The rapid increase in the use of crack between 1984 and 1986 created many myths about the effects of the drug in popular culture. These myths were often used to justify treating crack cocaine differently from powder cocaine under federal law. For example, crack was said to cause especially violent behavior, destroy the maternal instinct leading to the abandonment of children, be a unique danger to developing fetuses, and cause a generation of so-called “crack babies” that would plague the nation’s cities for their lifetimes. It was also thought to be so much more addictive than powder cocaine that it was “instantly” addicting.

In the twenty years since the enactment of the 1986 law, many of the myths surrounding crack cocaine have been dispelled, as it has become clear that there is no scientific or penological justification for the 100:1 ratio. In 1996, a study published by the Journal of American Medical Association (JAMA) found that the physiological and psychoactive effects of cocaine are similar regardless of whether it is in the form of powder or crack.

For instance, crack was thought to be a unique danger to developing fetuses and destroy the maternal instinct causing children to be abandoned by their mothers. During the Sentencing Commission hearings that were held prior to the release of the commission’s 2002 report on Cocaine and Federal Sentencing Policy, several witnesses testified to the fact that so-called myth of “crack babies” who were thought to suffer from more pronounced developmental difficulties by their in-utero exposure to the drug was not based in science. Dr. Ira J. Chasnoff, President of the Children’s Research Triangle, testified before the Sentencing Commission that since the composition and effects of crack and powder cocaine are the same on the mother, the changes in the fetal brain are the same whether the mother used crack cocaine or powder cocaine.

In addition, Dr. Deborah Frank, Professor of Pediatrics at Boston University School of Medicine, in her 10-year study of the developmental and behavioral outcomes of children exposed to powder and crack cocaine in the womb, found that “the biologic thumbprints of exposure to these substances” are identical. Dr. Frank added that small but identifiable effects of prenatal exposure to powder or crack cocaine are prevalent in certain newborns’ development, but they are very similar to the effects associated with prenatal tobacco exposure, such as low birth weight, height, or head circumference.

Crack was also said to cause particularly violent behavior in those who use the drug. However, in the 2002 report on Cocaine and Federal Sentencing Policy, the Commission includes data that indicates that significantly less trafficking-related violence is associated with crack than was previously assumed. For example, in 2000: 1) 64.8% of overall crack offenses did not involve the use of a weapon by any participant in the crime; 2) 74.5% of crack offenders had no personal weapons involvement; and 3) only 2.3% of crack offenders actively used a weapon. Although by 2005 there was an increase in the percentage of crack cases that involved weapons (before the Booker decision 30.7% and after 27.8%), the assertion that crack physiologically causes violence has not been found to be true. Most violence associated with crack results from the nature of the illegal market for the drug and is similar to violence associated in trafficking of other drugs.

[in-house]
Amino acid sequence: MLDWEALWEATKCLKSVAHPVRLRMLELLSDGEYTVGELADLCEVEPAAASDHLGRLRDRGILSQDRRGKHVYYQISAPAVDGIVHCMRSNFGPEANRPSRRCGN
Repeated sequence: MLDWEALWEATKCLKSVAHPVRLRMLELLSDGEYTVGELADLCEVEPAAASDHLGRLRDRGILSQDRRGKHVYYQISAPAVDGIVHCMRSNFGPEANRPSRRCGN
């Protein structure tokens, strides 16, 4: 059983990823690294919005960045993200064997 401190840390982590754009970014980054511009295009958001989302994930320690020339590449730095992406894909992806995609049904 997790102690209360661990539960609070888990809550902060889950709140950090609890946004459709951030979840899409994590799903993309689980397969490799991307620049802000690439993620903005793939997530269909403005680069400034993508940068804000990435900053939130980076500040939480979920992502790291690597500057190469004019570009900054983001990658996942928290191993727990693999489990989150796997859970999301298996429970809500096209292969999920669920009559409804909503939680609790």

Another of the pervasive myths about crack was that it was thought to be so much more addictive than powder cocaine that it was “instantly” addicting. Crack cocaine and powder cocaine are basically the same drug, prepared differently. The 1996 JAMA study found that the physiological and psychoactive effects of cocaine are similar regardless of whether it is in the form of powder or crack. The study also concluded that the propensity for dependence varied by the method of ingestion, amount used and frequency, not by the form of the drug. Smoking crack or injecting powder cocaine brings about the most intense effects of cocaine. Regardless of whether a person smokes crack or uses powder cocaine, each form of the drug can be addictive. The study also indicated that people who are incarcerated for the sale or possession of cocaine, whether powder or crack, are better served by drug treatment than imprisonment.

Federal Cocaine Sentencing Should Reflect The Original Legislative Intent Of Congress And Focus On High-Level Drug Traffickers

Indeed, if the message Congress wanted to send by enacting mandatory minimums was that the Department of Justice should be more focused on high-level cocaine traffickers, Congress missed the mark. Instead of targeting large-scale traffickers in order to cut off the supply of drugs coming into the country, the law established low-level drug quantities to trigger lengthy mandatory minimum prison terms. The commission 2002 report states that only 15% of federal cocaine traffickers can be classified as high-level, while over 70% of crack defendants have low-level involvement in drug activity, such as street level dealers, couriers, or lookouts.

Harsh mandatory minimum sentences for crack cocaine have not stemmed the trafficking of cocaine into the United States, but have instead caused an increase in the purity of the drug and the risk it poses to the health of users. The purity of drugs affects the price and supply of drugs that are imported into the country. The Office of National Drug Control Policy below best explains how purity and price are related to reducing the supply of drugs.